Spring Lecture Series 2012: The International Criminal Court’s Second Decade: Quo Vadis?
Ten years ago, the Rome Statute of the International Criminal Court, entered into force. Since then, the Court has made important strides forward in becoming an important player in the international criminal justice arena. With nearly 120 member states, seven situations referred under the three different referral mechanisms envisioned in the Rome Treaty, and several more under consideration, it is difficult to dismiss the Court as irrelevant in the global governance architecture.
However, as it embarks on the second decade of its existence, the Court faces difficult challenges and determined efforts by some attempting to delegitimize and politicize it, thereby undermining its ability to carry out its mandate to bring about an end to impunity. Foremost among these challenges are:
- Finding new ways to move forward State and Non-State Party Cooperation with the ICC
- Ensuring proper implementation of victim participation and reparation regime in the Rome Treaty
- Paying sufficient attention to the prosecution of gender-based crimes
- Determining how the Court will handle its relationship with the UN Security Council as well as several emerging powers
Against this background, several policy makers, academics, Court officials, and civil society representatives will come together over the course of four lecture series under the auspices of the Institute for European Studies (Vrije Universiteit Brussel) in cooperation with the Global Governance Institute to debate and suggest how to best deal with the aforementioned issues. By sharing their concerns and best practices, we hope to make an important contribution to ensuring the success of the Court as it begins its journey into its new decade. Chatham House rules apply.
24 February 2012: Opening Session // 12:30 - 14:00
The spring lecture series 2012 will be kicked off by a keynote speech by judge Christine Van Den Wyngaert. Given her impressive academic and judicial experience and her insider's view, she is the perfect person to launch the lecture series on the future of the International Criminal Court (ICC). She will reflect on the main challenges faced by the ICC in its first decade and suggest the best way forward to tackle them as the Court is entering the second decade of its existence.
7 March 2012: Cooperation // 12:00 - 14:00
There is ongoing concern about the relationship between the Court and African states, as well as the lack of forthcoming cooperation by other member and non-member states with regards to the execution of arrest warrants and penalties, freezing of assets, information sharing, etc. In most of these cases, much work needs to be done by both Court officials as well as government representatives to ensure cooperation becomes a more stable pillar as the Court moves forward.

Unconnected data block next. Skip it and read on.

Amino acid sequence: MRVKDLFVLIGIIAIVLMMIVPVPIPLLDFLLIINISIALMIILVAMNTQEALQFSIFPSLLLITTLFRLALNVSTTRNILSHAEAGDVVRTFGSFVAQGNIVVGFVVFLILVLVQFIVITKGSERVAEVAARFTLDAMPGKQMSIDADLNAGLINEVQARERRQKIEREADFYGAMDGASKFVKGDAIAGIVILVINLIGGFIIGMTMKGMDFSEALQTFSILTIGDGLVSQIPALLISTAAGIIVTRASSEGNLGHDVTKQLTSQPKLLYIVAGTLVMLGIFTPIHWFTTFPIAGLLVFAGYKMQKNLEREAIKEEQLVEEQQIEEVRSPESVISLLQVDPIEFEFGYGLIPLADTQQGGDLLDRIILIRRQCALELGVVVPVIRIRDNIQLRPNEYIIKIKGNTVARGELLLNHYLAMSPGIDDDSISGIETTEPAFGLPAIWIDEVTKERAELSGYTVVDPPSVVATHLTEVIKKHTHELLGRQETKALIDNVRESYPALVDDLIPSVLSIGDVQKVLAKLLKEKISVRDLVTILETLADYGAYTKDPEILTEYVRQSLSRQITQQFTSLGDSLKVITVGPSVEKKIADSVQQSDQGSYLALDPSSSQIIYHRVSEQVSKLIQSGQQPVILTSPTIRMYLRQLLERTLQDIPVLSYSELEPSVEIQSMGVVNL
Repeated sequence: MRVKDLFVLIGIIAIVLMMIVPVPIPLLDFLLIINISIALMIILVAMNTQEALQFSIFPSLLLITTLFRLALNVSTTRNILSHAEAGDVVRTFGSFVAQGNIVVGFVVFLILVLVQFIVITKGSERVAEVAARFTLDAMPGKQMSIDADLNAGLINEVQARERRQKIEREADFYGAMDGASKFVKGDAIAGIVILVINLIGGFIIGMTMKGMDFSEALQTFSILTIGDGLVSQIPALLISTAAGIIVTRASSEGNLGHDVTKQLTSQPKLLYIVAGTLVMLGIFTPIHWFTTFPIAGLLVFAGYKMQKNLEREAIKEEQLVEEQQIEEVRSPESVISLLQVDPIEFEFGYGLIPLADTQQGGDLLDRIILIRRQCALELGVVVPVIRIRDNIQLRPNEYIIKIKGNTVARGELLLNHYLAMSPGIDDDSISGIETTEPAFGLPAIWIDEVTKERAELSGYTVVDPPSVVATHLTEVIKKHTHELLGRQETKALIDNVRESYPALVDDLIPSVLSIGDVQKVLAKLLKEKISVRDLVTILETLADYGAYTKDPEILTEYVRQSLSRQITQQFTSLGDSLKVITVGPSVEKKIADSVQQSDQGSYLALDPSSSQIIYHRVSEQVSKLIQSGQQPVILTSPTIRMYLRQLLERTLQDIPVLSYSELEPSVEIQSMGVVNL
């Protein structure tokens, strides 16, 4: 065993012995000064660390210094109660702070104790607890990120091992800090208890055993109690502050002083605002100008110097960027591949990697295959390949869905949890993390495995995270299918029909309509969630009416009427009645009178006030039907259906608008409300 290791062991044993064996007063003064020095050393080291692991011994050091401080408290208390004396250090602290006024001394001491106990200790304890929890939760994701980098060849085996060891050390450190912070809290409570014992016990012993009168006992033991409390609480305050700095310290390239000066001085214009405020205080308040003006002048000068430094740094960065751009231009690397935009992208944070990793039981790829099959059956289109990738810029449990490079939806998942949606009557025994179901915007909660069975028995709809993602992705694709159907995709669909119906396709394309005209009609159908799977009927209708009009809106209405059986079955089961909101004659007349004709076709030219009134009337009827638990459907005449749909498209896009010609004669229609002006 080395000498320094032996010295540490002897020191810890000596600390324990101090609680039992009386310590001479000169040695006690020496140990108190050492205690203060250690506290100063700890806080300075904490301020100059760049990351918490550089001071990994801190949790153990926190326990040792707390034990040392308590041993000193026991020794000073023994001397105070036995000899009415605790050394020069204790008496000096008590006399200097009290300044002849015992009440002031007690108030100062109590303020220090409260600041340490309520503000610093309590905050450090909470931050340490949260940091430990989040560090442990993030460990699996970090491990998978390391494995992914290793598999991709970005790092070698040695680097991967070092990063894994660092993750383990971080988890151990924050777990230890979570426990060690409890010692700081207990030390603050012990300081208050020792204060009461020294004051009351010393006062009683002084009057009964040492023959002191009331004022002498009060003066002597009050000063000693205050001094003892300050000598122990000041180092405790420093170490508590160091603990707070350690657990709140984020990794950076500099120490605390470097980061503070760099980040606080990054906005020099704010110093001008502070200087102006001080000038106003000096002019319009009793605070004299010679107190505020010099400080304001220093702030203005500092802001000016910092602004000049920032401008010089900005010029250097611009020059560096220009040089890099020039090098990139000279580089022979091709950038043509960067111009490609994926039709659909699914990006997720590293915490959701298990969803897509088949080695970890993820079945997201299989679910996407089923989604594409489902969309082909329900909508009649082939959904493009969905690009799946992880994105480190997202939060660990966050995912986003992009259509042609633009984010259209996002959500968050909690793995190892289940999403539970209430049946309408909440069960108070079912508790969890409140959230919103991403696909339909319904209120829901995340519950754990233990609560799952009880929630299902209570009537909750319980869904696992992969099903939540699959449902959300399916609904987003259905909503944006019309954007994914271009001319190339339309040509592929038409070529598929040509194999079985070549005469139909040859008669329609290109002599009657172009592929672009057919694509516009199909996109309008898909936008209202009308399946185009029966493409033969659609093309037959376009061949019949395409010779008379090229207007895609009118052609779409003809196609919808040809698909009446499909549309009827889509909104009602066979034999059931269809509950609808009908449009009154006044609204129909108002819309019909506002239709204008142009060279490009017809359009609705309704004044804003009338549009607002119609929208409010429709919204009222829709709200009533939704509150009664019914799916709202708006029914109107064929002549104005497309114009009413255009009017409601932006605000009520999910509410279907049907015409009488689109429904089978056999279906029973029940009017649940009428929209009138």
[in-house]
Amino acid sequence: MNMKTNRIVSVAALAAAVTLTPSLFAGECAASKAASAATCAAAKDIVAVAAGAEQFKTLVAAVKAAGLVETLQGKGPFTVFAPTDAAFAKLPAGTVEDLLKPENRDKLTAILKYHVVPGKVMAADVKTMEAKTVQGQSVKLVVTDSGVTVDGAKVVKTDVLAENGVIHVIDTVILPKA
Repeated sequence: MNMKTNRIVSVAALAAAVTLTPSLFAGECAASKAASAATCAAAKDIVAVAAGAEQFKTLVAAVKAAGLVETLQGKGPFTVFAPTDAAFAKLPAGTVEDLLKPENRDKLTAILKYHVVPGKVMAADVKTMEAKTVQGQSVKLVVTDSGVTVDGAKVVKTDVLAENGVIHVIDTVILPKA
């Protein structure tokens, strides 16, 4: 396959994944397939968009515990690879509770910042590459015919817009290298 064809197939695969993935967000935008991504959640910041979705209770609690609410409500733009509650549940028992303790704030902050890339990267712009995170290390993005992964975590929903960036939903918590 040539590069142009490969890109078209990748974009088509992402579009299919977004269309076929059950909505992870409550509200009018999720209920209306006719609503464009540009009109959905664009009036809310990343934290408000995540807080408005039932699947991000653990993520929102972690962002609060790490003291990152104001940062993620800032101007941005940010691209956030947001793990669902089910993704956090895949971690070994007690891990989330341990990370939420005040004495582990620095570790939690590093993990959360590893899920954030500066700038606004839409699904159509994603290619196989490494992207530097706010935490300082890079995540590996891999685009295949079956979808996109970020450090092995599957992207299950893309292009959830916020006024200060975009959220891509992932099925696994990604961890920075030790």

28 March 2012: Victim Participation // 12:00 - 14:00
While the Rome Statute is a landmark document with regards to victims’ rights and participation, the Court’s record to date leaves much to be desired. Not only that, but many have begun to question the wisdom and feasibility of the victim participation and reparation regime in the international criminal justice fora in general, and in particular, as envisioned under the Rome Statute. Whether a workable participation and reparation regime can be worked out, will have an effect on how the Court is perceived by its stake-holders, including victims and affected communities.
27 April 2012: Gender Rights // 12:00 - 14:00
An important contribution of the Rome Statute is the enshrining and protection against gender- based crimes in the body of international criminal law. Moreover, the Statute guarantees unprecedented gender equality within the Court’s several organs. Nevertheless, while significant progress has been made in the latter, the prosecution of gender-based crimes has been often decried by civil society members as receiving insufficient attention. Clearly, more needs to be done to allay such concerns.
16 May 2012: The Politics of the International Criminal Court // 12:00 - 14:00
How the Court will handle its relationship with the UN Security Council as well as several emerging powers, including Brazil, India, and South Africa, will determine whether the Court will be able to be perceived as a legitimate actor in its own right, or as just another political tool in the hands of powerful and at times unaccountable states. This risk of politicization has been greatly increased subsequent to the agreement in Kampala on the crime of aggression. As events in Sudan and Libya demonstrate, these risks of politicization are very real and risk undermining the image of the ICC as an independent and impartial institution.
Registration & Venue
Participation is free of charge and open to all but, due to space limitations, registration is required. All lectures will be preceded by a lunch reception. Register!
Institute for European Studies
Karel Van Miert Building
Conference Room Rome & Lisbon
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